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Why You Should — And Shouldn’t — Invest In Tesco PLC

Today I am highlighting the pros and cons of investing in grocery giant Tesco (LSE: TSCO).

Sales turning the tide?

New chief executive Dave Lewis came under fresh fire last month over a lack of detail on how he plans to transform Tesco’s poor sales performance. Although it is true that the new man used the announcement to unveil yet more heavy cost-cutting across the store, but for the time being this strategy appears to be dragging customers back through the door.

Indeed, latest Kantar Worldpanel data released earlier this month showed Tesco’s sales rise 0.3% in the 12 weeks to February 1, the first increase for more than a year.

This improvement is not a fluke, either, with Tesco’s sales stepping steadily higher since the autumn. This month’s release was an improvement on January’s 1.2% dip, which itself was better than December’s 2.7% decline and November’s 3.7% fall.

Market share continues to dive

Still, Kantar’s release underlined how Tesco continues to be battered by the budget chains, with sales at Aldi and Lidl rising 21.2% and 14.2% respectively during the period. This breakneck performance pushed Tesco’s total market share lower again, to 29% from 29.2% last year.

Tesco’s recent resurgence coincides with cooling sales growth amongst the discounters — indeed, Aldi’s latest performance illustrated a notable slowdown from the record 36% advance punched last April.

Of course, Tesco would move heaven and earth to get anywhere close to the growth rates posted by Britain’s new supermarket entrants. And with the new kids on the block rolling out aggressive expansion schemes stretching into the next decade, Tesco’s recent bump may prove nothing but a temporary hiatus, particularly as the business of margin-crushing discounting cannot continue indefinitely.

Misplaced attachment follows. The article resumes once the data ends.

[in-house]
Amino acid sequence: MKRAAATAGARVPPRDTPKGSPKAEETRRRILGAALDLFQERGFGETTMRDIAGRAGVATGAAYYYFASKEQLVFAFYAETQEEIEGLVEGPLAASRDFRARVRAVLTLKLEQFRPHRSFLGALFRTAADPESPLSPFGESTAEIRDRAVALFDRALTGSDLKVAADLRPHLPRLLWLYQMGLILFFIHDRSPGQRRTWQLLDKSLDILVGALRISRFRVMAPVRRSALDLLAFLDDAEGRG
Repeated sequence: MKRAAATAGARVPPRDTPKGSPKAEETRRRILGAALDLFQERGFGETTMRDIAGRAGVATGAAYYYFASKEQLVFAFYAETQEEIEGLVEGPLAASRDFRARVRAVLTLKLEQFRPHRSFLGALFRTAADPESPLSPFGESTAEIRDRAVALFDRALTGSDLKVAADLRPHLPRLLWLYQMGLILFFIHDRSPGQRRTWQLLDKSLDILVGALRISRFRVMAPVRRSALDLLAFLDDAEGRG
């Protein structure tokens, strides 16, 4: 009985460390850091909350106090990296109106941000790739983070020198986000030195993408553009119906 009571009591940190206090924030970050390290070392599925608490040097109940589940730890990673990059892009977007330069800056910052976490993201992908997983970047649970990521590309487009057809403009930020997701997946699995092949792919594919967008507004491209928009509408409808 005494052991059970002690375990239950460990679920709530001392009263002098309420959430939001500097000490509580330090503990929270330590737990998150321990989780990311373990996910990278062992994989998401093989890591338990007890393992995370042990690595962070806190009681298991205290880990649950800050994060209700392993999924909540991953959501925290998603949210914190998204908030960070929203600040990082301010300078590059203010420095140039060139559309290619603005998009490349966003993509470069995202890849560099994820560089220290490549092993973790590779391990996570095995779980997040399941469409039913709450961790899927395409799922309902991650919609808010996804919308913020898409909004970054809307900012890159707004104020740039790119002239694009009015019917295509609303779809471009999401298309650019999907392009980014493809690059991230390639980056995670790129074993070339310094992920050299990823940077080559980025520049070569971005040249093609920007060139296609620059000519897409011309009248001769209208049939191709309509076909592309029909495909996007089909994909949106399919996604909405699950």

Costs coming down

In fairness, since January’s update Lewis has since revealed plans to slash thousands of products from its shelves to improve cost visibility for customers, a critical move in taking on the discounters.

The move is also likely to take a chunk out of Tesco’s cost base as reduced shelving space requires less staff to fill. Indeed, the grocer has taken a tough line in reducing costs over the past month, including the closure of its Cheshunt HQ as well as 43 underperforming stores up and down the country.

Since then news has emerged that Tesco plans to cut an entire management layer at its superstores, taking the total number of staff reductions to 9,000 and reducing the cost base by around £250m. Such drastic moves are essential given that industry conditions continue to worsen.

Has investor enthusiasm overshot the mark?

But although Tesco has undoubtedly been making all the right noises in recent weeks, it could be argued that recent share price strength does not reflect the number of difficulties the firm still has to overcome.

The supermarket’s stock has gained more than 25% since the turn of the year, leaving it changing hands on P/E ratings of 21.9 times predicted earnings for the year concluding February 2016.

Not only is this figure far beyond corresponding readings of 12.2 times for Sainsbury’s and 13.9 times for Morrisons, but well above the benchmark of 15 times which represents attractive value for money. Should Tesco’s mild recovery run out of steam, a very real possibility as the competition continues to intensify, I believe that share prices could be set for a sharp correction.

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Royston Wild has no position in any shares mentioned. The Motley Fool UK owns shares of Tesco. We Fools don't all hold the same opinions, but we all believe that considering a diverse range of insights makes us better investors.